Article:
At the core of our OpenMalaria Workflow is the OpenMalariaUtilities R package which is developed to allow the use of OpenMalaria directly from R. The package has been the main tool used by the Analytics and Intervention Modelling Group since November 2021 and it is now publicly available. This interactive workflow allows the user to utilize the OpenMalaria modelling suite for specific geographies in an easy-to-use manner. Read more
The demand for geographic information systems (GIS) and related tools is increasing among public health decision-makers, as the utility is being recognized and both methodological innovations and computational capacity evolve. Simulation studies of optimal geographical placement scenarios for health services, including community health workers, have been developed to inform programmatic decisions related to the size of catchment areas and to identify where there are coverage gaps and/or priority areas for scale-up. In 2019-2020, our group provided support to the Haitian strategic plan on community health by providing scenarios for optimized geographical community health worker placement, accounting for travel time, population density and health facility locations. Read more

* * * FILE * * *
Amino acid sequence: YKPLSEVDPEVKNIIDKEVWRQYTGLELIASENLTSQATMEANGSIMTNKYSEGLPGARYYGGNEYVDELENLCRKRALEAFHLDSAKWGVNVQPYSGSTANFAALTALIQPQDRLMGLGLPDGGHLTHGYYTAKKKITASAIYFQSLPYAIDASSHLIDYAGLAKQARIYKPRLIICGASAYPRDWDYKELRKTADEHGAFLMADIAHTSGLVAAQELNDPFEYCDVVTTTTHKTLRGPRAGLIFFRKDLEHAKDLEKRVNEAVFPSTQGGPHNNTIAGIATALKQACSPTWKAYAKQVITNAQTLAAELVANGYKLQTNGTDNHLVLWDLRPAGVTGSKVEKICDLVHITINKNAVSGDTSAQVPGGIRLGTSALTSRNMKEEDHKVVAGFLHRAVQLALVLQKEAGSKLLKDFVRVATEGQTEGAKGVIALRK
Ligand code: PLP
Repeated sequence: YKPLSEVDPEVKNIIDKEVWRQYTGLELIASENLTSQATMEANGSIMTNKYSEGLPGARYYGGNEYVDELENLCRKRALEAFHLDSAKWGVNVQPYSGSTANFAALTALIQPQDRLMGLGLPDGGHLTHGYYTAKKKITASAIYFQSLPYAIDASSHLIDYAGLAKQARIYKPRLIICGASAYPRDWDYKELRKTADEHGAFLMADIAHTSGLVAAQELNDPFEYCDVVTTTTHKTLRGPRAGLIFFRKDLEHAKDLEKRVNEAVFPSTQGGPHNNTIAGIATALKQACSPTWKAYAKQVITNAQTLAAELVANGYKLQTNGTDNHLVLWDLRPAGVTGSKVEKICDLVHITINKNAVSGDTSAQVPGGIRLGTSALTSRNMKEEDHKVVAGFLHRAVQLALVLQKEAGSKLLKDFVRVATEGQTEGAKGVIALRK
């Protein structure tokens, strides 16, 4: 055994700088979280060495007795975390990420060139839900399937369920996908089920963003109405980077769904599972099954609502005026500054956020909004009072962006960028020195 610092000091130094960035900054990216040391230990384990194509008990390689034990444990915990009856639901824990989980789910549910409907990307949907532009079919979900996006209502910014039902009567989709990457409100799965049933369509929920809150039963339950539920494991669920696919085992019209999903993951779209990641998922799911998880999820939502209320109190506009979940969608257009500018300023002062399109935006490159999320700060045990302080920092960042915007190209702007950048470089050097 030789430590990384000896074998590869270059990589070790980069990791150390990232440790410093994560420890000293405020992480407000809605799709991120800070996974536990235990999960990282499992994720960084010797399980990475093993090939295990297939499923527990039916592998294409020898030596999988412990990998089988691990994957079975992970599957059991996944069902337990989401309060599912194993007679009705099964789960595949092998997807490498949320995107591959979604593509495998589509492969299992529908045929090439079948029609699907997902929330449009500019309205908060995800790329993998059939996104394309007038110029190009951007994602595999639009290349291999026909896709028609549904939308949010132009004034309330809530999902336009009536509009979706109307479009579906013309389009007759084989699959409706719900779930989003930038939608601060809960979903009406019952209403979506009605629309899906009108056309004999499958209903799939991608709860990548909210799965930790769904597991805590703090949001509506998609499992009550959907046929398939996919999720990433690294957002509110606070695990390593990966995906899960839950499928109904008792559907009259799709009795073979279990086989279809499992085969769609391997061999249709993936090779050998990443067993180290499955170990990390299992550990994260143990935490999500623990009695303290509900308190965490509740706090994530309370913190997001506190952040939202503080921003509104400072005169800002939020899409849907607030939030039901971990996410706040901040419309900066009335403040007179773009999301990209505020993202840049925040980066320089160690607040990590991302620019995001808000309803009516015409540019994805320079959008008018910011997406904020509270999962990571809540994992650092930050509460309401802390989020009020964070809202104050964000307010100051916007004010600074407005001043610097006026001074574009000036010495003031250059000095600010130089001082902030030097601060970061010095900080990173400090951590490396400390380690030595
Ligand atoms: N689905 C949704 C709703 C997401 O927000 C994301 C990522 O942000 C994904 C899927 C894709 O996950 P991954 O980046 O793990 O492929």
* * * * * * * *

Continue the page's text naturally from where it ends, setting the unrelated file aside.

Our ProjectsAll Swiss TPH Projects
Latest PublicationsAll Publications
Champagne C et al. Using observed incidence to calibrate the transmission level of a mathematical model for Plasmodium vivax dynamics including case management and importation. Math Biosci. 2022;343:108750. DOI: 10.1016/j.mbs.2021.108750
Champagne C et al. Improving access to care and community health in Haiti with optimized community health worker placement. PLOS Glob Public Health. 2022;2(5):e0000167. DOI: 10.1371/journal.pgph.0000167
Owen B.N et al. Dynamical malaria modeling as a tool for bold policy-making. Nat Med. 2022;28(4):610-611. DOI: 10.1038/s41591-022-01756-9
Runge M et al. Sub-national tailoring of malaria interventions in Mainland Tanzania: simulation of the impact of strata-specific intervention combinations using modelling. Malar J. 2022;21:92. DOI: 10.1186/s12936-022-04099-5
Sanmartino M, Forsyth C.J, Avaria A, Velarde-Rodriguez M, Gomez i Prat J, Albajar-Viñas P. The multidimensional comprehension of Chagas disease: contributions, approaches, challenges and opportunities from and beyond the information, education and communication field. Mem Inst Oswaldo Cruz. 2022;117:e200460. DOI: 10.1590/0074-02760200460